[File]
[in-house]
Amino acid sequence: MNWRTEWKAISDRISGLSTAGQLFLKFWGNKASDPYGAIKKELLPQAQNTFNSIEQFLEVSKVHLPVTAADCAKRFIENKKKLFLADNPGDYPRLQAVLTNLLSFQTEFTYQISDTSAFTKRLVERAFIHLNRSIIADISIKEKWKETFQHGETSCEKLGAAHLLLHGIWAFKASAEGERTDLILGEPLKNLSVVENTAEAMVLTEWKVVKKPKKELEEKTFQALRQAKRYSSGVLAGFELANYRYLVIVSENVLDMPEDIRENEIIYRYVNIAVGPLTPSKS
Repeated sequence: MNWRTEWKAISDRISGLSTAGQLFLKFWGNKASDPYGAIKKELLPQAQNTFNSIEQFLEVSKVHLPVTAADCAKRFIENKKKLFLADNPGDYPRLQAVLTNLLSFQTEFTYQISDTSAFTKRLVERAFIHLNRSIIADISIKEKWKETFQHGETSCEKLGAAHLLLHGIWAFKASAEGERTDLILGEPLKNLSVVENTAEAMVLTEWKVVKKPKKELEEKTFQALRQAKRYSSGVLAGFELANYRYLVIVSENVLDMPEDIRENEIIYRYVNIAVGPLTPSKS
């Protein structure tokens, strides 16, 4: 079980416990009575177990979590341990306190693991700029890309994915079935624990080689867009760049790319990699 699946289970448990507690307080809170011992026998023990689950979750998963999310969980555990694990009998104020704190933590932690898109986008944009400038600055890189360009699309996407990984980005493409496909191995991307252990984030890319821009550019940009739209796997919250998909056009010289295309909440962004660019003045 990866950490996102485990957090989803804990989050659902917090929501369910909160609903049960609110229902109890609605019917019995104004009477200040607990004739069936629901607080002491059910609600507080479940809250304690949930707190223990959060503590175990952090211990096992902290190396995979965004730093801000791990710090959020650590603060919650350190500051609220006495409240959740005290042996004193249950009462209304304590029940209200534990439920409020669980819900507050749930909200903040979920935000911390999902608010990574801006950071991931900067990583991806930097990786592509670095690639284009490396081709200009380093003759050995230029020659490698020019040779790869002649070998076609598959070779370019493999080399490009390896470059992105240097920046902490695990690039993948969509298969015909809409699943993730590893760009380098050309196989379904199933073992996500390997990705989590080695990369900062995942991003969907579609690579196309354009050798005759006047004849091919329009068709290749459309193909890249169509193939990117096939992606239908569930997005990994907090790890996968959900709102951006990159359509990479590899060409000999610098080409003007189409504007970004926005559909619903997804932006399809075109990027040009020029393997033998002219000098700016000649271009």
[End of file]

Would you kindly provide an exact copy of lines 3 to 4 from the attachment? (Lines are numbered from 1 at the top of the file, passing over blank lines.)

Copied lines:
Repeated sequence: MNWRTEWKAISDRISGLSTAGQLFLKFWGNKASDPYGAIKKELLPQAQNTFNSIEQFLEVSKVHLPVTAADCAKRFIENKKKLFLADNPGDYPRLQAVLTNLLSFQTEFTYQISDTSAFTKRLVERAFIHLNRSIIADISIKEKWKETFQHGETSCEKLGAAHLLLHGIWAFKASAEGERTDLILGEPLKNLSVVENTAEAMVLTEWKVVKKPKKELEEKTFQALRQAKRYSSGVLAGFELANYRYLVIVSENVLDMPEDIRENEIIYRYVNIAVGPLTPSKS
């Protein structure tokens, strides 16, 4: 079980416990009575177990979590341990306190693991700029890309994915079935624990080689867009760049790319990699 699946289970448990507690307080809170011992026998023990689950979750998963999310969980555990694990009998104020704190933590932690898109986008944009400038600055890189360009699309996407990984980005493409496909191995991307252990984030890319821009550019940009739209796997919250998909056009010289295309909440962004660019003045 990866950490996102485990957090989803804990989050659902917090929501369910909160609903049960609110229902109890609605019917019995104004009477200040607990004739069936629901607080002491059910609600507080479940809250304690949930707190223990959060503590175990952090211990096992902290190396995979965004730093801000791990710090959020650590603060919650350190500051609220006495409240959740005290042996004193249950009462209304304590029940209200534990439920409020669980819900507050749930909200903040979920935000911390999902608010990574801006950071991931900067990583991806930097990786592509670095690639284009490396081709200009380093003759050995230029020659490698020019040779790869002649070998076609598959070779370019493999080399490009390896470059992105240097920046902490695990690039993948969509298969015909809409699943993730590893760009380098050309196989379904199933073992996500390997990705989590080695990369900062995942991003969907579609690579196309354009050798005759006047004849091919329009068709290749459309193909890249169509193939990117096939992606239908569930997005990994907090790890996968959900709102951006990159359509990479590899060409000999610098080409003007189409504007970004926005559909619903997804932006399809075109990027040009020029393997033998002219000098700016000649271009």